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Radio World readers have been following our coverage of the ongoing debate over geo-targeting, of which has grown more contentious in recent months. Below, Rick Kaplan, chief legal officer and executive vice president of legal and regulatory affairs for the National Association of Broadcasters, responds to auto industry analyst Roger Lanctot’s recent commentary.
In his commentary “Time for Auto Makers to Rescue Radio,” Roger Lanctot repeats misleading and misguided claims in his support for a proposed proprietary booster technology that would allow FM radio broadcasters to target programming to even smaller areas than they already serve. While Mr. Lanctot may have the best interests of broadcast radio at heart, the unfortunate truth is that there is a real danger that GeoBroadcast Solutions’ (GBS) “ZoneCasting” technology would significantly harm free and local radio and jeopardize its long-term viability, including in the car.
Mr. Lanctot cites successful “tests of localized traffic broadcasts with locally relevant advertising in multiple U.S. markets” as proof that the Federal Communications Commission should allow broadcasters to adopt ZoneCasting. Yet, even a cursory analysis reveals these tests are woefully incomplete and insufficient, raise serious concerns and do not support GBS’s claims of consumer benefits. If anything, they suggest that employing ZoneCasting will lead to consumer confusion, especially when listening while driving between “zones.”
Oddly, Mr. Lanctot fails to even acknowledge that one of the radio industry’s primary concerns with ZoneCasting is the likelihood it will cause significant interference to broadcast signals, driving away listeners in an incredibly competitive audio marketplace.
[Related: “Lobbying Around Geo-Targeting Continues“]
Our analysis of GBS’s tests – which were conducted under unrealistic and artificially favorable scenarios – found ZoneCasting would cause widespread, unavoidable interference to signals of stations using the technology that could last anywhere from seven to 20 seconds or more. It stretches the limits of believability that a listener would stay tuned to a station during such a lengthy disruption. Instead, they are likely to change the channel or even switch to a satellite or streaming service.
Mr. Lanctot also takes at face value GBS’s claims that it has debunked industry concerns raised about its ZoneCasting tests, despite the total lack of such evidence refuting these concerns. The fact is that GBS’s testing was skewed to put the technology’s best foot forward and cover up its blemishes rather than present real-world scenarios to demonstrate its efficacy. Even then, GBS’s testing revealed major flaws with ZoneCasting that should alarm any broadcaster considering the technology.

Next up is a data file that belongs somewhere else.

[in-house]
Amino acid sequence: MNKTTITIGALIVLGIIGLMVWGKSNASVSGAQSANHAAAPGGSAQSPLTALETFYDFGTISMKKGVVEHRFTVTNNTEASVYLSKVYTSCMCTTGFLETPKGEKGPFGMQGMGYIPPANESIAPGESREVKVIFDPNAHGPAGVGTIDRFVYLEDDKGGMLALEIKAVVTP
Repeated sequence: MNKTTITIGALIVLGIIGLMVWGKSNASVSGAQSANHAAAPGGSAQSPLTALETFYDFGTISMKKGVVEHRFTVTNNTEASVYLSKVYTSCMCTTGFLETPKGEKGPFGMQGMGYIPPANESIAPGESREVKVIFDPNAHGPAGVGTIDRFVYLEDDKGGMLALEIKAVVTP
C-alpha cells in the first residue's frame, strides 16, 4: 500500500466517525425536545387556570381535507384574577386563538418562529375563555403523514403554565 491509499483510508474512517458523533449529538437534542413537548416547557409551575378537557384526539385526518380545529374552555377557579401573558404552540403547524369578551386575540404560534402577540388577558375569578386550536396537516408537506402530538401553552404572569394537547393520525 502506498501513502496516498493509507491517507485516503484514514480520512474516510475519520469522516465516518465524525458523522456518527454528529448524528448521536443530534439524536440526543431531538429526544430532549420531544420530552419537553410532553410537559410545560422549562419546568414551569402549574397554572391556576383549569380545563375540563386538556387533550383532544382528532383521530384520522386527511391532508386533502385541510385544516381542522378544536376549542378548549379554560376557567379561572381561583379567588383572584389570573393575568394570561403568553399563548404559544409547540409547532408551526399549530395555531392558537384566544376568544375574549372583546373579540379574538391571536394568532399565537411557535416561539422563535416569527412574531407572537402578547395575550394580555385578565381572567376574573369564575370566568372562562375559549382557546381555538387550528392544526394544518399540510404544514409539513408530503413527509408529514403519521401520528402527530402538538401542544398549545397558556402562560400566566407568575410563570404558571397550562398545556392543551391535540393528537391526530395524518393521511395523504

Beyond the significant risks of harmful interference and disruption to audience’s listening experience, ZoneCasting would have a negative effect on broadcasters’ advertising revenue. While broadcast radio’s unique appeal to advertisers is the ability to reach a wide audience in a local market, ZoneCasting would diminish that advantage by splintering listenership. ZoneCasting would depress advertising rates, as ad buyers leverage the availability of cheaper ads to demand lower rates from stations that choose not to deploy ZoneCasting and lead to a race to the bottom. Mr. Lanctot parrots GBS’s claims that ZoneCasting will benefit radio stations, seemingly without any recognition of these concerns or that the thousands of broadcasters who oppose GBS’s idea may know a thing or two about their own business.
Despite his eye-rolling assertion that “the radio broadcast industry is almost completely bereft of leadership or advocacy when it comes to technological advances,” Mr. Lanctot can rest assured NAB and the entire radio industry is focused on spurring innovation, developing new tools for radio listenership and ensuring broadcasters have the regulatory freedom to meet the challenges of today and tomorrow. It is clear, though, that ZoneCasting is simply not a viable and worthwhile technology that would help us achieve the best future for radio. If GBS’s proposed system was actually a good idea, broadcasters would have pursued it themselves years ago, or endorsed ZoneCasting when GBS first brought it to industry more than a decade ago.
NAB, state broadcast associations, NPR and radio companies of all sizes and markets have expressed serious, well-founded concerns with ZoneCasting. If they are truly interested in a bright future for radio, the FCC and radio stakeholders should reject the false promises of this technology and work with broadcasters on finding real solutions that help us best serve our tens of millions of listeners.
[Related: “ZoneCasting Developer Disputes NAB Claims“]